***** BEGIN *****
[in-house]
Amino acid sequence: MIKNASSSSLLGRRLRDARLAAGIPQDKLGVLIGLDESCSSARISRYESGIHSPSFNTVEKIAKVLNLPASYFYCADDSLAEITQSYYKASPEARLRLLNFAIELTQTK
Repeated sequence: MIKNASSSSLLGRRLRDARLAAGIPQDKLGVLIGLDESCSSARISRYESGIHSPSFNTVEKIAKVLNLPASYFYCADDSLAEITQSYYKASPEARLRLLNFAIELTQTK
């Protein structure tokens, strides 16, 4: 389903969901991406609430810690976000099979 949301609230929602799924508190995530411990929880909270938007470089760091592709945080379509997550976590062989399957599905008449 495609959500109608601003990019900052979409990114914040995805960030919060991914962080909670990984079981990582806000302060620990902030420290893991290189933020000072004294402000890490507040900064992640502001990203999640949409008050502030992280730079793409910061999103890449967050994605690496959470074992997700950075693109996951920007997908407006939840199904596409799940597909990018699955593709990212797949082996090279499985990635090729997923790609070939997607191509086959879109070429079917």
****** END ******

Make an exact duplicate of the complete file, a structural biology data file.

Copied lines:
[in-house]
Amino acid sequence: MIKNASSSSLLGRRLRDARLAAGIPQDKLGVLIGLDESCSSARISRYESGIHSPSFNTVEKIAKVLNLPASYFYCADDSLAEITQSYYKASPEARLRLLNFAIELTQTK
Repeated sequence: MIKNASSSSLLGRRLRDARLAAGIPQDKLGVLIGLDESCSSARISRYESGIHSPSFNTVEKIAKVLNLPASYFYCADDSLAEITQSYYKASPEARLRLLNFAIELTQTK
């Protein structure tokens, strides 16, 4: 389903969901991406609430810690976000099979 949301609230929602799924508190995530411990929880909270938007470089760091592709945080379509997550976590062989399957599905008449 495609959500109608601003990019900052979409990114914040995805960030919060991914962080909670990984079981990582806000302060620990902030420290893991290189933020000072004294402000890490507040900064992640502001990203999640949409008050502030992280730079793409910061999103890449967050994605690496959470074992997700950075693109996951920007997908407006939840199904596409799940597909990018699955593709990212797949082996090279499985990635090729997923790609070939997607191509086959879109070429079917």